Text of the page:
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Carbon Tax Charade

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It has been interesting to read the comments being made in the run up to the Throne Speech from BC's government this week. Everybody from business to labour to environmental groups and all of their assorted special interest organizations have something to say about what they want it to say. And the government of course has been telling us that it is full of goodies. Mostly what it boils down to is pipe dreams from those with their hands out, and the usual political BS from the government.

Of particular note among the topics being bandied about are what is being said about the environment and the economy. The environmental organizations and most citizens want something more positive done about the environment, particularly global warming. The business community wants to see a growing economy. The government is promising both. It is like promising one can have their cake and eat it too, or maybe like a promise that one can win the lottery without ever buying a ticket.

The business community of course wants to see more economic growth and less taxes. Like hogs at the trough their only real concern is to eat regardless of what happens to anyone else. The problem is that the main reason that we have environmental problems is because we have economic growth and the increasing population that both stimulates growth as well as being a result of it. In fact in the past century we have had so much growth that we are killing ourselves, consuming more globally than we can sustainably produce, much like a run-away cancer spreading through a body.

A responsible government would not be looking to stimulate more growth. Instead they would be developing policies to reverse growth and cut down on exploitation to the point that the planet could once again produce more than was being consumed. Being owned and operated by big business, there is fat chance that any current government would be allowed to do that.

Environmental organizations, for the most part, understand what the problem is, but don't have the guts to push for real solutions. A case in point is the government's proposal for a carbon tax. Nothing more than a shell game that penalizes those in middle and lower income brackets who will be hard put to pay the taxes, while leaving the wealthy free to continue creating greenhouse gasses to their heart's content, albeit at a bit higher cost. A carbon tax by itself is little more than another class based policy that puts the greatest burden on those who can least afford it. But, from a business controlled government, what else could one expect?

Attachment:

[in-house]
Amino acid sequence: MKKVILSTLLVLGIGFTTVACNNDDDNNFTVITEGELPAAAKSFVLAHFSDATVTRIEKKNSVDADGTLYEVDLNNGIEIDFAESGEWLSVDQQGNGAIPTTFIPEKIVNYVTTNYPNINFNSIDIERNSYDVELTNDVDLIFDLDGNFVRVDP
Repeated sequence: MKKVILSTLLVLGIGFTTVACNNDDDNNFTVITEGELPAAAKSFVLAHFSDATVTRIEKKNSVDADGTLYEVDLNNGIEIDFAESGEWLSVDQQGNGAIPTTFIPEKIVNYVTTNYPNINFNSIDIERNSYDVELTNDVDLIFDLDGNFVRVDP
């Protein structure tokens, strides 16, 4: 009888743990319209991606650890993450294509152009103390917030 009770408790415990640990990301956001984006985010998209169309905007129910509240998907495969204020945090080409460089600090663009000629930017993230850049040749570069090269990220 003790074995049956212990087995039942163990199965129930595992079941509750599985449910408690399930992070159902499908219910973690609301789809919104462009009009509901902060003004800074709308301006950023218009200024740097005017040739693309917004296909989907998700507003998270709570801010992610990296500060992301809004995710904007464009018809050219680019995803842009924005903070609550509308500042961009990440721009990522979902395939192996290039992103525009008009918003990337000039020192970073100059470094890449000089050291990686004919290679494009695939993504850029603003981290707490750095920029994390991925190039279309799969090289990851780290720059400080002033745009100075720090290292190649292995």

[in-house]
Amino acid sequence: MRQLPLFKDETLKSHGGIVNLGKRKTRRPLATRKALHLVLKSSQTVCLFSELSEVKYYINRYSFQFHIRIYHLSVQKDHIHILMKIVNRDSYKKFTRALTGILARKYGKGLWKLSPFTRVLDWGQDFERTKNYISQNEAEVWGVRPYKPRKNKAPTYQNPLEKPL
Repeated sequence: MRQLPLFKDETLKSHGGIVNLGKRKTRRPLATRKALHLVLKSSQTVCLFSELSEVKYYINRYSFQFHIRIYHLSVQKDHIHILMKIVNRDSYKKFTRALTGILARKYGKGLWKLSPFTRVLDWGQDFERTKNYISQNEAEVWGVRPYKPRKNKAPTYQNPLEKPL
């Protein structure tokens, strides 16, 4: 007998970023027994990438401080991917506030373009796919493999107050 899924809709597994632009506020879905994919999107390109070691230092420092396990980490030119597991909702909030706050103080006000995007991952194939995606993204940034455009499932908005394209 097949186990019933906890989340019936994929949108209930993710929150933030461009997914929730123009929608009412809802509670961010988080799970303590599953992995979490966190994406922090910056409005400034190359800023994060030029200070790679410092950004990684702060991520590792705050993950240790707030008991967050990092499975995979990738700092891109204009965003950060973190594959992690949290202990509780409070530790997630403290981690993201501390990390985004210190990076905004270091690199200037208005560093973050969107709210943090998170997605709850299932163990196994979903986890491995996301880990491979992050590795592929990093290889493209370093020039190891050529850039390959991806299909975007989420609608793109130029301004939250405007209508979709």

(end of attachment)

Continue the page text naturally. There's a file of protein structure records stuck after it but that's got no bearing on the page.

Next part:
So, why do the Sierra Club and other organizations climb on board the government's carbon tax band wagon when it is little more than a bad joke? In a conversation with the representative of one organization the answer was that is was better than nothing. Sadly it is also not much more than nothing, if not worse than nothing. One must wonder if economists and business interests have gained control of our environmental watchdogs. Or, maybe they have just lost sight of how important the issue of global warming really is?

One environmental issue that has been receiving some discussion lately is that of the huge dead zone in the Pacific Ocean off of the Oregon coast. Every summer since 2002 about 1000 square miles of ocean off of Oregon which once was one of the world's most productive marine areas has suffered severe oxygen reduction, resulting in a marine wasteland littered with dead sea life. Researchers at Oregon State University suspect that weather changes due to global warming are a factor.

The loss of fisheries off of our waters is but one of many changes that we are seeing that may be linked to the volume of carbon gasses that we put into the atmosphere as we generate electricity, operate motor vehicles, air planes, ships and other things.

The answer to this problem is not merely making the creation of carbon gasses more expensive as a carbon tax would do. And it certainly isn't the silly carbon trading schemes that have been put forward that move gas production form one place to another. The answer is to produce much, much less carbon gas, something which will not be achieved until there is a firm carbon cap in place with no trading that says we produce this much gas and no more. And a policy that halts and reverses growth so that there is less demand for energy.
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Jerry West grew up on a farm in California and is currently Editor and Publisher of THE RECORD newspaper in Gold River, BC. Graduate with Honors and graduate school, UC Berkeley. Member, Phi Beta Kappa. Vietnam veteran and Former Sgt. USMC

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We need to ditch oil, coal, ethanol, and nuclear p... by Ty on Saturday, Feb 23, 2008 at 1:09:17 PM
It isn't so much about what we use for energy ... by Jerry West on Saturday, Feb 23, 2008 at 1:35:30 PM